It is a sight found nowhere else in China: rectangular towers, some made of concrete, some built of stone or other materials, jutting four or five stories high from the flatlands. They have balconies and turrets and Roman-style arches. There are metal shutters to keep out criminals and portholes where defenders can take aim at assailants, explaining why the locals call these buildings “pao lou,” or cannon towers.
So common are the towers that until just a few decades ago, virtually every town in this fertile patch of Guangdong Province, just west of Hong Kong, had one.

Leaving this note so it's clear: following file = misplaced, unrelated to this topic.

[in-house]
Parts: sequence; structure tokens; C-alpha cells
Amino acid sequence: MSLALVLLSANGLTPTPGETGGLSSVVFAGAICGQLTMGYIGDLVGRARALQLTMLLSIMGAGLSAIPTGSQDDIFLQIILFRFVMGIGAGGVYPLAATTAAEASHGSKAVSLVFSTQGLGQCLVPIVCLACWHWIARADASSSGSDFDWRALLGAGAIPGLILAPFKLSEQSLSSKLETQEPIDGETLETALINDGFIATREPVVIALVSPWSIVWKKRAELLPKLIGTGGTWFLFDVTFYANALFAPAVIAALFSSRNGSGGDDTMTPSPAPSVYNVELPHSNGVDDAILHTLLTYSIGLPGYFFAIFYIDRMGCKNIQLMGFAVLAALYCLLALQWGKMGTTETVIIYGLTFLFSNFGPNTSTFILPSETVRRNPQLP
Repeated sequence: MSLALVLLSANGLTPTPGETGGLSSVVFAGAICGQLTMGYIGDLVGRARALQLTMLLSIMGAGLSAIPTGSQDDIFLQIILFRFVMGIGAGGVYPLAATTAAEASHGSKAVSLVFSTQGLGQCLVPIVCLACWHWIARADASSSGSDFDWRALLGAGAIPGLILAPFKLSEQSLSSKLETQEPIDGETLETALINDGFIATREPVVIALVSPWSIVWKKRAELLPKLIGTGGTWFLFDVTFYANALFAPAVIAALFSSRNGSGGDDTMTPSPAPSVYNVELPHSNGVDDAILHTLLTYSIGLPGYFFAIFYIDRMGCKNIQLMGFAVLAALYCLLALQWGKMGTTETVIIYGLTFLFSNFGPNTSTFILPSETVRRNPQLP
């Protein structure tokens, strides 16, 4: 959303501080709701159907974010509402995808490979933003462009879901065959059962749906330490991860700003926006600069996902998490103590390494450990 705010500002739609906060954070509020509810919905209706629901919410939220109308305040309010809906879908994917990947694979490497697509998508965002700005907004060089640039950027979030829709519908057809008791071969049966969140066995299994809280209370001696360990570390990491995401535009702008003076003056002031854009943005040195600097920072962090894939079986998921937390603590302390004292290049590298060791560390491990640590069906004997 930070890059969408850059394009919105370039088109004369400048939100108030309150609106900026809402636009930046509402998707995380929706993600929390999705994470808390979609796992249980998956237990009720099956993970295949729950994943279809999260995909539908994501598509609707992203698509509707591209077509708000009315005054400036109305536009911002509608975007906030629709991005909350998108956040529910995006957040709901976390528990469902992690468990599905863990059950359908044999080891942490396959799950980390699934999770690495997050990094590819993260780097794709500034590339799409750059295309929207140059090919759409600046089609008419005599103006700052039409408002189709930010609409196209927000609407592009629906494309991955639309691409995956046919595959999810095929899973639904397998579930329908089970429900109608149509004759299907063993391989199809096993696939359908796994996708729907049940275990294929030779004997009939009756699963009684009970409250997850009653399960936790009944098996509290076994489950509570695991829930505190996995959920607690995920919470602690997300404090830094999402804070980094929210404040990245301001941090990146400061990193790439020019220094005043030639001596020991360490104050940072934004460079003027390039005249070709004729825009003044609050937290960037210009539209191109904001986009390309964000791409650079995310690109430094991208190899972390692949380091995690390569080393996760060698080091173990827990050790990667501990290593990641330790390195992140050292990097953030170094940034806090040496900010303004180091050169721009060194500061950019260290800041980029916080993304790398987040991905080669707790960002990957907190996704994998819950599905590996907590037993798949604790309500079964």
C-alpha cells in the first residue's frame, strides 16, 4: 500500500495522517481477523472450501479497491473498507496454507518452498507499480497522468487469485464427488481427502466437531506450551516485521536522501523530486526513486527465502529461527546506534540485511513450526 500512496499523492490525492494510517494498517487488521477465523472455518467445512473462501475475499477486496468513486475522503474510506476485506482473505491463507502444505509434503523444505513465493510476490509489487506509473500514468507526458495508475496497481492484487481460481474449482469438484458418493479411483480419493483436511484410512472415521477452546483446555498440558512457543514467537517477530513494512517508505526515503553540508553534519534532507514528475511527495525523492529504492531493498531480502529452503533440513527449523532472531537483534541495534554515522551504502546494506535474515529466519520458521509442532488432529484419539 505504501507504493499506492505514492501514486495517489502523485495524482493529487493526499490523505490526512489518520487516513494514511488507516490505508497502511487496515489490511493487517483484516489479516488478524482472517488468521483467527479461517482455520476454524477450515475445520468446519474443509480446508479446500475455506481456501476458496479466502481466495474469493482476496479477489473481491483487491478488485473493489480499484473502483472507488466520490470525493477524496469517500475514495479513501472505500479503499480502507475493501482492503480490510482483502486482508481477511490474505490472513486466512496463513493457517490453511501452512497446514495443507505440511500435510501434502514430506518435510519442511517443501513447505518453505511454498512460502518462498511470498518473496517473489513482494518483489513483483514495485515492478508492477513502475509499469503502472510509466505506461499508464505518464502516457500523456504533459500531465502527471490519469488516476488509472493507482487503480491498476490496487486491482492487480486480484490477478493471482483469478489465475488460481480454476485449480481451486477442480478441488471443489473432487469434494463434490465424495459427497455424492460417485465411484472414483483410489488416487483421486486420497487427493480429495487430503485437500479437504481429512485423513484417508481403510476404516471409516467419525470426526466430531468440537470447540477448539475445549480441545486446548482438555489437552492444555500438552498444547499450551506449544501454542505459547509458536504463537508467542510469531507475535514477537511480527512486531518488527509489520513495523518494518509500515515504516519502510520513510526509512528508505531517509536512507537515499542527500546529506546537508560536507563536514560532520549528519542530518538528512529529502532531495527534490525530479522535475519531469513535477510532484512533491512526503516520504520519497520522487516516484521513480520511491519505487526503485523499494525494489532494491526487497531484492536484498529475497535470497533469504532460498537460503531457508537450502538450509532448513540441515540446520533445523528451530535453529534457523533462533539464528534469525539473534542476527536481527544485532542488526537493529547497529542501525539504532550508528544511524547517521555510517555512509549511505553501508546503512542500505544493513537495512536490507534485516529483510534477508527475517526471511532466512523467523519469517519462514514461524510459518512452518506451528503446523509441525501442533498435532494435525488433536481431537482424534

Most were built in the early 20th century by overseas Chinese who returned from abroad with newfound wealth and an abiding fear of being parted from that wealth by bandits. So up went the fortress towers, an architectural amalgamation of Chinese mansion and European medieval castle.
But now the towers, built to withstand raids and storms, are crumbling, left to rot by the overseas Chinese families as forgotten relics of a bygone age.